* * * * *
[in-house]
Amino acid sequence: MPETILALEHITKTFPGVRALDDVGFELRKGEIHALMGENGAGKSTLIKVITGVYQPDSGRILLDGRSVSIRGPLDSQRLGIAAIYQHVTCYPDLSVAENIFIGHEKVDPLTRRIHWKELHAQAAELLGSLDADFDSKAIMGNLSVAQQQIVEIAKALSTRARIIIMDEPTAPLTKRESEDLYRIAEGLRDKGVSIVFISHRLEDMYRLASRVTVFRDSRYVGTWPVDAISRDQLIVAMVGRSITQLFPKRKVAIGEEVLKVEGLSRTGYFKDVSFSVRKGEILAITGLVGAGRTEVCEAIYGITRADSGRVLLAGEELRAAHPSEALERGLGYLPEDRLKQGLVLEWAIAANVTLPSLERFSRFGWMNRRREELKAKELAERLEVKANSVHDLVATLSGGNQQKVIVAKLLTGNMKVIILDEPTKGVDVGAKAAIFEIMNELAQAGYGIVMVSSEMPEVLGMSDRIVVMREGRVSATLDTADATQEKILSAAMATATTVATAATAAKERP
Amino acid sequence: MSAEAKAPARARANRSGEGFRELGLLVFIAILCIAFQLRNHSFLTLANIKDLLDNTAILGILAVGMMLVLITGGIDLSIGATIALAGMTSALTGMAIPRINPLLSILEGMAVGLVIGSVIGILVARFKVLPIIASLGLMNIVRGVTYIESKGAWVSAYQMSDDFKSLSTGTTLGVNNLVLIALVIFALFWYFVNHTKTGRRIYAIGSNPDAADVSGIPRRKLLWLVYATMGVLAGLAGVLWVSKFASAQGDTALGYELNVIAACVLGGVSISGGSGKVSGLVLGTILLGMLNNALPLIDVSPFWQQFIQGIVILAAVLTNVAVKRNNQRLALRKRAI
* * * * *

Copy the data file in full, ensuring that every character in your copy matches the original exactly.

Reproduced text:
[in-house]
Amino acid sequence: MPETILALEHITKTFPGVRALDDVGFELRKGEIHALMGENGAGKSTLIKVITGVYQPDSGRILLDGRSVSIRGPLDSQRLGIAAIYQHVTCYPDLSVAENIFIGHEKVDPLTRRIHWKELHAQAAELLGSLDADFDSKAIMGNLSVAQQQIVEIAKALSTRARIIIMDEPTAPLTKRESEDLYRIAEGLRDKGVSIVFISHRLEDMYRLASRVTVFRDSRYVGTWPVDAISRDQLIVAMVGRSITQLFPKRKVAIGEEVLKVEGLSRTGYFKDVSFSVRKGEILAITGLVGAGRTEVCEAIYGITRADSGRVLLAGEELRAAHPSEALERGLGYLPEDRLKQGLVLEWAIAANVTLPSLERFSRFGWMNRRREELKAKELAERLEVKANSVHDLVATLSGGNQQKVIVAKLLTGNMKVIILDEPTKGVDVGAKAAIFEIMNELAQAGYGIVMVSSEMPEVLGMSDRIVVMREGRVSATLDTADATQEKILSAAMATATTVATAATAAKERP
Amino acid sequence: MSAEAKAPARARANRSGEGFRELGLLVFIAILCIAFQLRNHSFLTLANIKDLLDNTAILGILAVGMMLVLITGGIDLSIGATIALAGMTSALTGMAIPRINPLLSILEGMAVGLVIGSVIGILVARFKVLPIIASLGLMNIVRGVTYIESKGAWVSAYQMSDDFKSLSTGTTLGVNNLVLIALVIFALFWYFVNHTKTGRRIYAIGSNPDAADVSGIPRRKLLWLVYATMGVLAGLAGVLWVSKFASAQGDTALGYELNVIAACVLGGVSISGGSGKVSGLVLGTILLGMLNNALPLIDVSPFWQQFIQGIVILAAVLTNVAVKRNNQRLALRKRAI